A walk in Normandy a year ago taught me a lesson about history and memory and perspective.
In the village of Arromanches, where Brits and the Canadians came ashore on D-Day not far from the American Utah and Omaha beachheads, the Allies’ sacrifices are remembered with a crowded town festival and music, food and a triathlon. Signs in the window say “Thank you” and “Welcome to our liberators.”
Villagers drive lovingly restored Jeeps and play shiny 1940s radios. A surprising number of men dress as British or American soldiers, and women in period clothes look like the Andrews Sisters.
There are war memorials at the center of every village I’ve visited in my modest European travels. But the anniversary of D-Day on June 6, 1944, is remembered and celebrated in Normandy with such passion and enthusiasm that it took this hapless tourist by complete surprise.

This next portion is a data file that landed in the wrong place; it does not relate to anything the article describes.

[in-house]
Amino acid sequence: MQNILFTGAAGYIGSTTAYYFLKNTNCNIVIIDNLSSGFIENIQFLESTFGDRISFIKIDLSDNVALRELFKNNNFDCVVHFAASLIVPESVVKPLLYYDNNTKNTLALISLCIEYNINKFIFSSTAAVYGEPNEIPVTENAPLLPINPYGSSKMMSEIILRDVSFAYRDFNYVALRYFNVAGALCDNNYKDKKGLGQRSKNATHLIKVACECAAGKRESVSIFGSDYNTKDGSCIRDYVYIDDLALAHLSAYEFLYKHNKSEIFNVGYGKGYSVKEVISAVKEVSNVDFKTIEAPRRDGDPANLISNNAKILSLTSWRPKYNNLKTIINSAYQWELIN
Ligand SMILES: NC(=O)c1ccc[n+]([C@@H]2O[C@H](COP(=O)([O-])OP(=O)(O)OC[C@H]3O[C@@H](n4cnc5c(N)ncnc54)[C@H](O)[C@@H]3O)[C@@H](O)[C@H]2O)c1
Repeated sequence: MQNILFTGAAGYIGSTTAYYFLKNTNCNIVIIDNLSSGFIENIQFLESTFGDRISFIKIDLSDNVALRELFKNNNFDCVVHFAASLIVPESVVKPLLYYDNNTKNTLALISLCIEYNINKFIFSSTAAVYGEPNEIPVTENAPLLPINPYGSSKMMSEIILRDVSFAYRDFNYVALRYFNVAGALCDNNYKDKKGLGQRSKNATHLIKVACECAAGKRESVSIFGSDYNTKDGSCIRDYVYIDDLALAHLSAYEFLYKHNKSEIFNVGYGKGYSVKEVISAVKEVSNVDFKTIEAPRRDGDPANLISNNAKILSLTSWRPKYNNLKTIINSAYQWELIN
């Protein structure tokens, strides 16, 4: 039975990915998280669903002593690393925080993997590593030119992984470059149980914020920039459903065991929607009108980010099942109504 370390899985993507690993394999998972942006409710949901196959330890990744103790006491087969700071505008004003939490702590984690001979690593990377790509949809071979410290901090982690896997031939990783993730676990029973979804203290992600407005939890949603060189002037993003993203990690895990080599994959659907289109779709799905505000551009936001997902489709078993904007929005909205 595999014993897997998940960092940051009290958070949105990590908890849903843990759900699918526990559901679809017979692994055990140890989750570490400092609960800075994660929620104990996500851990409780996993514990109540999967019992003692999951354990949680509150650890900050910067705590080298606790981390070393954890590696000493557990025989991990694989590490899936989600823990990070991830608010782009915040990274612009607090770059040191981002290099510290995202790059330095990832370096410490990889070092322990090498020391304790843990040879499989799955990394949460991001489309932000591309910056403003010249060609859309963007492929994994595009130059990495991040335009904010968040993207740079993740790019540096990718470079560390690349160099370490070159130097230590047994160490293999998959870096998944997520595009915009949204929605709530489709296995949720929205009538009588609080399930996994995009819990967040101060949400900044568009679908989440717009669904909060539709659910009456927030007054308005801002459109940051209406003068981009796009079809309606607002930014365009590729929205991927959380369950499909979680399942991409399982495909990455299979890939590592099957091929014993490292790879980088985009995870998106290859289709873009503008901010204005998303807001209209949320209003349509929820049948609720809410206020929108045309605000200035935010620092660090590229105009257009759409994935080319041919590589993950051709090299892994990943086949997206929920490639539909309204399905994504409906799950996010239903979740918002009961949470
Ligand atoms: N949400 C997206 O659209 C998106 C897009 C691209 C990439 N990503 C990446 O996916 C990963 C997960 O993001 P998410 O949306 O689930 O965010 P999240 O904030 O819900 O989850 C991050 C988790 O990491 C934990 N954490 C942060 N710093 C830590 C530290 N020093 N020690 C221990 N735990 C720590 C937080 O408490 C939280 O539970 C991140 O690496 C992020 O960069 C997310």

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D-Day and World War II aren’t chapters in forgotten textbooks, but the essence of the town’s existence.
To walk the solemn rows of white crosses and Stars of David is to be humbled, recognizing how truly small is our ability to add or detract to the enormity of June 1944.
When Taps played, I was comforted that these servicemen and women are yet remembered and honored and appreciated, more than 70 years on. We visited with a group of local residents who take it upon themselves to maintain some of the graves. They keep their history in their hands.
In our own times, we find ourselves divided and angry, ready to take umbrage at slights real and perceived. We have real divisions and real problems, and real frustrations at our inability to come together as a country. Yet, there was a time when the nations of the world had to fight for freedom itself, and found a way to unite to do the right thing at a cost untold and a sacrifice nearly unimaginable. That’s worth remembering and celebrating, everywhere, every year.